We left Decatur County, Georgia in the fall before I was ten years old in March. I was born in 1864. There were six or seven ox-wagons covered over to keep out the rain. Some were two-wheeled carts, instead of wagons. The men rode horses, the women and babies rode in the wagons and we children walked. We had our furniture on the wagons, our bedding, dishes, clothes, and cooking vessels.
We were six weeks on the road and got to Manatee County sometime in December. Manatee County was much larger then than it is now. There was a church house close to Fort Meade and Jesse Durrance and Offie Hill gave us permission to shelter in it until we could find homes. By that time several of our company had already stopped somewhere else so there were not as many of us as had started out. We were glad to get to stay in a house again.
When we left Decatur County, our company consisted of my mother, the Widow Stewart and her family, only Evaline and John were married. Brother Joan and his wife Joan came along and had two yoke of oxen. Sister Evaline had married Doc Rich, and they came with his mother and his Aunt Nancy Phillips. Uncle Charlie Bryant came with his family. Ben was the oldest boy. Uncle John Swain had his family. He had three girls; Mattie and Sallie walked with us, but Americus was a baby and got to ride. There was a man along named Josh Proctor who didn't have any family.
The night we stopped in Jefferson County, Florida, at the Aucilla River, Sister Evaline's baby was born. They took an ox-cart off the wheels and set it on the ground for her. She didn't have any doctor, but her mother-in-law was a midwife. A family lived near and when the woman heard that a baby had been born that night in the camp, she came the next day to see it. To everybody's surprise, she and Evaline were old friends. They had known each other in Georgia when Evaline was working out, and that is why the rest of us did not know her. She had married and come to Florida and they had lost track of each other. She wanted to name the baby and she called him Jefferson Oscilla for the county and the river. We waited five days and then started on again. Mother was worried because they say if a baby crosses a stream of running water before it is nine days old it will die. Little Jeff did not live to be grown, but he was twelve years old when he died.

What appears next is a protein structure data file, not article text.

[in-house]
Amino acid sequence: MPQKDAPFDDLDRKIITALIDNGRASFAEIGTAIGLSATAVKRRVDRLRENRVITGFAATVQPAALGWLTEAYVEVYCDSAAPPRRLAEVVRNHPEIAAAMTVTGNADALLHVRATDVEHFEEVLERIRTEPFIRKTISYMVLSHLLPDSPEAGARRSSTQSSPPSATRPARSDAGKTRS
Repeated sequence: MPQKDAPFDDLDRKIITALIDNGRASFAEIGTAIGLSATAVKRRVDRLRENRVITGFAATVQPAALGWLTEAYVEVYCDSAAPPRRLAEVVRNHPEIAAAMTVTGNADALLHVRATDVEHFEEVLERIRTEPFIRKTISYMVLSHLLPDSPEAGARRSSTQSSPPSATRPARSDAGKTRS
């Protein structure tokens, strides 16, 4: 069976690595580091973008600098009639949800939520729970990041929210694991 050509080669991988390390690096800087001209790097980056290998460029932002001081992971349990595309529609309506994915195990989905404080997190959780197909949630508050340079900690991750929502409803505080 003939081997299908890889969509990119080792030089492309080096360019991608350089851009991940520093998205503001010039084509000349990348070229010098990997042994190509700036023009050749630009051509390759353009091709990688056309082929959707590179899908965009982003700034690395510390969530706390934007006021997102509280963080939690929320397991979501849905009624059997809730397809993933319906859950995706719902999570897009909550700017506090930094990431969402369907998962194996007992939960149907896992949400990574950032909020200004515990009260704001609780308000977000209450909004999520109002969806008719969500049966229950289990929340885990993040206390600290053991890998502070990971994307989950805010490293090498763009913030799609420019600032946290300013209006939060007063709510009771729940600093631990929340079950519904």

About the middle of the day, we would stop along the road and cook dinner. We made a fire on the ground and cooked in long handled iron vessels with short legs and iron lids. We called them spiders. We never stopped long enough to build a cook scaffold. We cooked supper and breakfast at the place where we camped for the night. We always picked a place where there was plenty of water for ourselves and the oxen too. If they got thirsty and smelled water, they would break and run for it. On day an ox-team of Brother John's ran away with nobody but Aunt Nancy Phillips in the cart. It finally pulled loose and dropped down in the road and the oxen ran on. Aunt Nancy's arm was broken but not a dish or another thing.
Two weeks before we got to our journey's end, my mother's money ran out. She didn't get the money for the things we left in Georgia, nor my father's pension, nor she never did get it. When people on the road found out there was a widow along without anything to go on, most of them were good to give her things. Sometimes it was a half bushel of sweet potatoes, or a big bundle of dried meat; sometimes grits or corn meal, and we managed to make it through.
We children walked all the way, but we didn't mind it. Sometimes we were ahead of the oxen because they went so slow. Mattie and I were usually partners and Lizzie and Sallie. We would break off the tops of little pine saplings and call them our dolls. She would hold on to one side and I would hold on to the other and walk them down the road. Sometimes we would get switches and whip them to make them walk faster. Uncle Charlie was a great hand to tease and would trip us and make us fall down in the sandiest places. All the men liked to play jokes on us.
I had a little half-sister that was never able to wait on herself. I helped Mother take care of her, but I was so mad when she first came that I stayed out in the chimney corner and would not come in to see her. She lived to be thirteen, but never could walk. The day before she died I told my mother I felt like something bad was going to happen to the family and let's go to Sister Lizzie's. She was married at that time. Mother said that she was not able to walk that far. It was three miles. I told her I would walk slow and stop for her to rest. I carried Little Jo and a pallet and a quilt for Mother to lie down on, besides our clothes. No, I don't know how I did it either, but I was always a good hand at carrying things, and I managed to tote them all the way. Every little while Mother would have to stop and rest, and I would make her a pallet to lie down on. We finally got to Lizzie's, and Little Jo died that night, but Mother was too sick to know about it. We stopped at Lizzie's till Ma was able to walk again.
I never saw a banana until we came to Florida and had never been in a town but once. That was Bainbridge. It was a pretty good sized town about twenty miles away.